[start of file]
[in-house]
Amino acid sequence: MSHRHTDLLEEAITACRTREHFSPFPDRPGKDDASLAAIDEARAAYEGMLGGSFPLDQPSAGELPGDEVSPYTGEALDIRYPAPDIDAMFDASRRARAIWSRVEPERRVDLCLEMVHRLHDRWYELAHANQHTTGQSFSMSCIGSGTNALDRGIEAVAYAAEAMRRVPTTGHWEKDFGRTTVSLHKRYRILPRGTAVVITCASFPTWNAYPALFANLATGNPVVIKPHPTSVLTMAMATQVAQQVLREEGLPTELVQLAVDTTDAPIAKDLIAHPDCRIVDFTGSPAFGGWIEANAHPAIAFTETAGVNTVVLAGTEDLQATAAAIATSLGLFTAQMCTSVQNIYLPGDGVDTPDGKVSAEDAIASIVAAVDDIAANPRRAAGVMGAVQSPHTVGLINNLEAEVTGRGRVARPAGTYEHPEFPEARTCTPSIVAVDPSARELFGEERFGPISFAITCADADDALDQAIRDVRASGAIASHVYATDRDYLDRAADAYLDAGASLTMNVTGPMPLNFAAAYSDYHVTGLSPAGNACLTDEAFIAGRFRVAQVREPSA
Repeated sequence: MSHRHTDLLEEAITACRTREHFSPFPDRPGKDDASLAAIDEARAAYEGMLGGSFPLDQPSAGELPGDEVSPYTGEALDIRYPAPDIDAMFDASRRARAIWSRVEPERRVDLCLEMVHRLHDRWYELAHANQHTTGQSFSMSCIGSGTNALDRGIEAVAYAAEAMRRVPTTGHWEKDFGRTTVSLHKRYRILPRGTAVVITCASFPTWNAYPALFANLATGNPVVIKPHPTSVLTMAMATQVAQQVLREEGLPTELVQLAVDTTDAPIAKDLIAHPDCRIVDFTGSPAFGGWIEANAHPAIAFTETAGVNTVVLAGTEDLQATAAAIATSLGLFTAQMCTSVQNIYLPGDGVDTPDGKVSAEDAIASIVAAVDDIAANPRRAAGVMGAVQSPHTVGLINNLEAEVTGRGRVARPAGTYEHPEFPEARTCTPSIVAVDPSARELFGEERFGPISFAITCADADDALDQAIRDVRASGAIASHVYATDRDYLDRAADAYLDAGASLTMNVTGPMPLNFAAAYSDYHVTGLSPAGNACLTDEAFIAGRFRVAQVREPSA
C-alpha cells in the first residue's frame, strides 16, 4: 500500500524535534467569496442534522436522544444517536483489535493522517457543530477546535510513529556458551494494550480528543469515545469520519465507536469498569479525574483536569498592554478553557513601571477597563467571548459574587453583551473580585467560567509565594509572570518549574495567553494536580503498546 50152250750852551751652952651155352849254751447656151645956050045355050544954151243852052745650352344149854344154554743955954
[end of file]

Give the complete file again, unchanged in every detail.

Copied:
[in-house]
Amino acid sequence: MSHRHTDLLEEAITACRTREHFSPFPDRPGKDDASLAAIDEARAAYEGMLGGSFPLDQPSAGELPGDEVSPYTGEALDIRYPAPDIDAMFDASRRARAIWSRVEPERRVDLCLEMVHRLHDRWYELAHANQHTTGQSFSMSCIGSGTNALDRGIEAVAYAAEAMRRVPTTGHWEKDFGRTTVSLHKRYRILPRGTAVVITCASFPTWNAYPALFANLATGNPVVIKPHPTSVLTMAMATQVAQQVLREEGLPTELVQLAVDTTDAPIAKDLIAHPDCRIVDFTGSPAFGGWIEANAHPAIAFTETAGVNTVVLAGTEDLQATAAAIATSLGLFTAQMCTSVQNIYLPGDGVDTPDGKVSAEDAIASIVAAVDDIAANPRRAAGVMGAVQSPHTVGLINNLEAEVTGRGRVARPAGTYEHPEFPEARTCTPSIVAVDPSARELFGEERFGPISFAITCADADDALDQAIRDVRASGAIASHVYATDRDYLDRAADAYLDAGASLTMNVTGPMPLNFAAAYSDYHVTGLSPAGNACLTDEAFIAGRFRVAQVREPSA
Repeated sequence: MSHRHTDLLEEAITACRTREHFSPFPDRPGKDDASLAAIDEARAAYEGMLGGSFPLDQPSAGELPGDEVSPYTGEALDIRYPAPDIDAMFDASRRARAIWSRVEPERRVDLCLEMVHRLHDRWYELAHANQHTTGQSFSMSCIGSGTNALDRGIEAVAYAAEAMRRVPTTGHWEKDFGRTTVSLHKRYRILPRGTAVVITCASFPTWNAYPALFANLATGNPVVIKPHPTSVLTMAMATQVAQQVLREEGLPTELVQLAVDTTDAPIAKDLIAHPDCRIVDFTGSPAFGGWIEANAHPAIAFTETAGVNTVVLAGTEDLQATAAAIATSLGLFTAQMCTSVQNIYLPGDGVDTPDGKVSAEDAIASIVAAVDDIAANPRRAAGVMGAVQSPHTVGLINNLEAEVTGRGRVARPAGTYEHPEFPEARTCTPSIVAVDPSARELFGEERFGPISFAITCADADDALDQAIRDVRASGAIASHVYATDRDYLDRAADAYLDAGASLTMNVTGPMPLNFAAAYSDYHVTGLSPAGNACLTDEAFIAGRFRVAQVREPSA
C-alpha cells in the first residue's frame, strides 16, 4: 500500500524535534467569496442534522436522544444517536483489535493522517457543530477546535510513529556458551494494550480528543469515545469520519465507536469498569479525574483536569498592554478553557513601571477597563467571548459574587453583551473580585467560567509565594509572570518549574495567553494536580503498546 50152250750852551751652952651155352849254751447656151645956050045355050544954151243852052745650352344149854344154554743955954